28 April 2011

Dead Aid

Dambisa Moyo's book Dead Aid: Why Aid Is Not Working and How There Is Another Way for Africa challenges the accepted dogma that aid is an effective weapon against poverty. Moyo rightly differentiates between emergency aid, charity aid, and systematic aid. Her aim in the book is to demonstrate the downfalls of systematic aid, the type of aid given to governments by other governments or international financial institutions like the World Bank.

Moyo argues that systematic aid

  • feeds corruption
  • encourages civil war
  • reduces savings and investment
  • causes inflation
  • chokes exports
  • creates dependency
Her solution is to reduce the flow of systematic aid to countries over a few years and to replace the cash flow by increasing

  • access to capital markets (nations raise funds through issue of bonds)
    • Moyo recognizes the difficulty of non-credit-worthy nations issuing bonds, but suggests that a new structures, such as pooled risk and bond underwriters, can lower barriers 
  • foreign direct investment
    • FDI is what happens when US and China fund projects abroad - like road construction in Kenya - that serve the interests of both host and investor
    • China is a leader in this type of project in Africa. For example, the Chinese constructed a railroad to connect a land-locked Zambia to a port in Dar es Salaam, Tanzania (the Zamtan), reducing Zambian dependence on South African railways and opening a new market for trade.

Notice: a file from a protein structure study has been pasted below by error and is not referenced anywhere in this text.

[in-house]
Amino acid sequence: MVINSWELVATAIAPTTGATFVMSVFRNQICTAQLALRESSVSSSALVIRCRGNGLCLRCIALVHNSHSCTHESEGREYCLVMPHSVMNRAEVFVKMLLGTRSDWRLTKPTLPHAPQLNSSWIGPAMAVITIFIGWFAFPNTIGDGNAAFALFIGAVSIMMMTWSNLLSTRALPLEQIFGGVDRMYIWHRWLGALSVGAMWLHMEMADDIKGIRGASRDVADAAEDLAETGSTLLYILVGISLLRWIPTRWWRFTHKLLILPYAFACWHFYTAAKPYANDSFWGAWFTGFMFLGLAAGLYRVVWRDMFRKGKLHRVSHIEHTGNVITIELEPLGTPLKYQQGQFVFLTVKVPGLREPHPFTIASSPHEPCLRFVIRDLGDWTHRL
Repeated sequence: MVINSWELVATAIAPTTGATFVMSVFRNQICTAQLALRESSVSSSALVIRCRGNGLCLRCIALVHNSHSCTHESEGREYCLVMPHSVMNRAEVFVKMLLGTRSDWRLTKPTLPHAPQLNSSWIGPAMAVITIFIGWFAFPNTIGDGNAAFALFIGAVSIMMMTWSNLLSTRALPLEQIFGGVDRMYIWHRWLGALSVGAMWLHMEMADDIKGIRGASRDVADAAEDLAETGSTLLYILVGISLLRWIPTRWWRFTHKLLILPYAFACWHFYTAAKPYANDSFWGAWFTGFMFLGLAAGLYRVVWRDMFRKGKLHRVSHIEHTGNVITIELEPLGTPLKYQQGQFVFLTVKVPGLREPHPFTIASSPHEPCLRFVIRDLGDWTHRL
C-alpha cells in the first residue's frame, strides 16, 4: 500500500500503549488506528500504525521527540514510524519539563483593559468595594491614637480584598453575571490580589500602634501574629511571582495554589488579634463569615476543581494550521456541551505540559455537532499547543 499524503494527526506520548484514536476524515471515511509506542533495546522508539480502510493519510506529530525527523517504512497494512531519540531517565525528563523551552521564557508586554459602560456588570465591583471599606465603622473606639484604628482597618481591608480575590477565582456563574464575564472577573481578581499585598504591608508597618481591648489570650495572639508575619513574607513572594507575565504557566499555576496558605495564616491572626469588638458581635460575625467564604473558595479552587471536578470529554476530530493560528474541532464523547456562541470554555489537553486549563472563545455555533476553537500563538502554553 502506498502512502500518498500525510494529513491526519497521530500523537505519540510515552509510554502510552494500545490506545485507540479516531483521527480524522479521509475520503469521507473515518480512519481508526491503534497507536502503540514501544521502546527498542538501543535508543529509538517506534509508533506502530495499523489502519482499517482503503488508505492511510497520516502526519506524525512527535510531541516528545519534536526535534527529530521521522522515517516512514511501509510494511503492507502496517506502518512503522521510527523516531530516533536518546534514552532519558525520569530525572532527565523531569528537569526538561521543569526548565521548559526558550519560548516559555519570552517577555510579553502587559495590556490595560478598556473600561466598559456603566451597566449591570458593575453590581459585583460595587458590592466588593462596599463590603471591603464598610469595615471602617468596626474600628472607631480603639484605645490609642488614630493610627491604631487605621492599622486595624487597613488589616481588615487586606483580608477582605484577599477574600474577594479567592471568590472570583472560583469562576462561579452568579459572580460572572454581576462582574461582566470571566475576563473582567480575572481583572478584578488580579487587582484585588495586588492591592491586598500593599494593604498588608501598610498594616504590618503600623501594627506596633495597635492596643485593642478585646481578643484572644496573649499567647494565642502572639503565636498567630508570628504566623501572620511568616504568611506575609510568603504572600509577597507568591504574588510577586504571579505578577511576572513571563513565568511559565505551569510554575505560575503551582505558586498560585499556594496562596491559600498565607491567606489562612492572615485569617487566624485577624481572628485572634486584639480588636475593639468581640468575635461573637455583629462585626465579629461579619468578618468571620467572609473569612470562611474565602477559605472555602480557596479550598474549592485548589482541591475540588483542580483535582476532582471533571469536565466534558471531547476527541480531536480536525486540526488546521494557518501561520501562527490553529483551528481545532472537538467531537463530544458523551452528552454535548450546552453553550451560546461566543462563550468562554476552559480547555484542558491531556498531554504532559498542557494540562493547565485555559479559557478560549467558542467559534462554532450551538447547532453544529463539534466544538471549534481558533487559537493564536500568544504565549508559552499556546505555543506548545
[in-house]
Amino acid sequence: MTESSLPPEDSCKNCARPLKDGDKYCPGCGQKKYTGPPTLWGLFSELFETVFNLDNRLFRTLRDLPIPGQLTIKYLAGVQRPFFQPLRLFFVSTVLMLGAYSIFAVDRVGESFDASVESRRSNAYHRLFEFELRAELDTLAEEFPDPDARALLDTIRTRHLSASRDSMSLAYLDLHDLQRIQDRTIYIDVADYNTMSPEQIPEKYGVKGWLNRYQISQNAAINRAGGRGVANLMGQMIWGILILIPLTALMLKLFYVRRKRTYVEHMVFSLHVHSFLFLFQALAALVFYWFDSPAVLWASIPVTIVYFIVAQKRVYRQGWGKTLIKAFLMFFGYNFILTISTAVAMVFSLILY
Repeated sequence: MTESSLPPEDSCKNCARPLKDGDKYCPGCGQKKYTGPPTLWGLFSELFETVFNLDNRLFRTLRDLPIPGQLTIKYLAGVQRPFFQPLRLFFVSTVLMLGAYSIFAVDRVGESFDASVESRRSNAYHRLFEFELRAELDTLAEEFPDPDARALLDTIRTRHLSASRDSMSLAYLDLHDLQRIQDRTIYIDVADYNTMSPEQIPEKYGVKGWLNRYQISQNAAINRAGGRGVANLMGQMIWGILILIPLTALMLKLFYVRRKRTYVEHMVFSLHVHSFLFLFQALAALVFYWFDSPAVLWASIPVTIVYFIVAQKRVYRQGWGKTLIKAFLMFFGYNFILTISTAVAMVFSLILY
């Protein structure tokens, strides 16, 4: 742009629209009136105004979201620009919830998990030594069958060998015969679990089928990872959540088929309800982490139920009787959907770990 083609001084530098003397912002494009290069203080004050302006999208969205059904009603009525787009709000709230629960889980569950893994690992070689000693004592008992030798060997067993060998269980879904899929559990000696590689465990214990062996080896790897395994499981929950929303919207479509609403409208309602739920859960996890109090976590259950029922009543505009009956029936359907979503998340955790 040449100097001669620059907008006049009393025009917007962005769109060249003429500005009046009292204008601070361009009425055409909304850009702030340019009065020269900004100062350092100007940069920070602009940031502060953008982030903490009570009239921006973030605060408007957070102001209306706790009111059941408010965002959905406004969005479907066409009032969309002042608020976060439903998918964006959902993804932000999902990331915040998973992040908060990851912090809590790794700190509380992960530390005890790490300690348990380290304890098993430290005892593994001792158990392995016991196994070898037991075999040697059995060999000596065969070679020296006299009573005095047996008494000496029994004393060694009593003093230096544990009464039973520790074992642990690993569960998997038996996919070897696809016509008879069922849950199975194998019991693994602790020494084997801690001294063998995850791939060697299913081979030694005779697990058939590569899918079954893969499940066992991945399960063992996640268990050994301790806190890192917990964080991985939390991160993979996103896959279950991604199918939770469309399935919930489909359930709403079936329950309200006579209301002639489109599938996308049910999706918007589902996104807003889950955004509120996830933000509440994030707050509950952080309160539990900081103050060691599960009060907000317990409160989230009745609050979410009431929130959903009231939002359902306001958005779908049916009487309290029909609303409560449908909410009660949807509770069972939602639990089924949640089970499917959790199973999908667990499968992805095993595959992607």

• trade
  • microfinance and other financial services for the poor
    • M-pesa in Kenya allows people to transfer large sums of money via cellphones. Since the vast majority of people do not have access to banks, this helps people stay in control of their money.  
  • monetising assets for to bolster personal savings and enable lending
  • remittances
    • When ex-patriots send money back to their families, did you know governments take a cut? Moyo suggests lowering the remittance tax.
The book concludes with an appropriate African proverb:
The best time to plant a tree is twenty years ago. The second best time is now.

1 comment:

  1. I should say that my review of Dead Aid is not necessarily an endorsement of the message. However, I think Moyo makes many good points and her position should be considered in the broader aid debate.

    For those who are familiar - Moyo is a lot more Easterly than she is Sachs.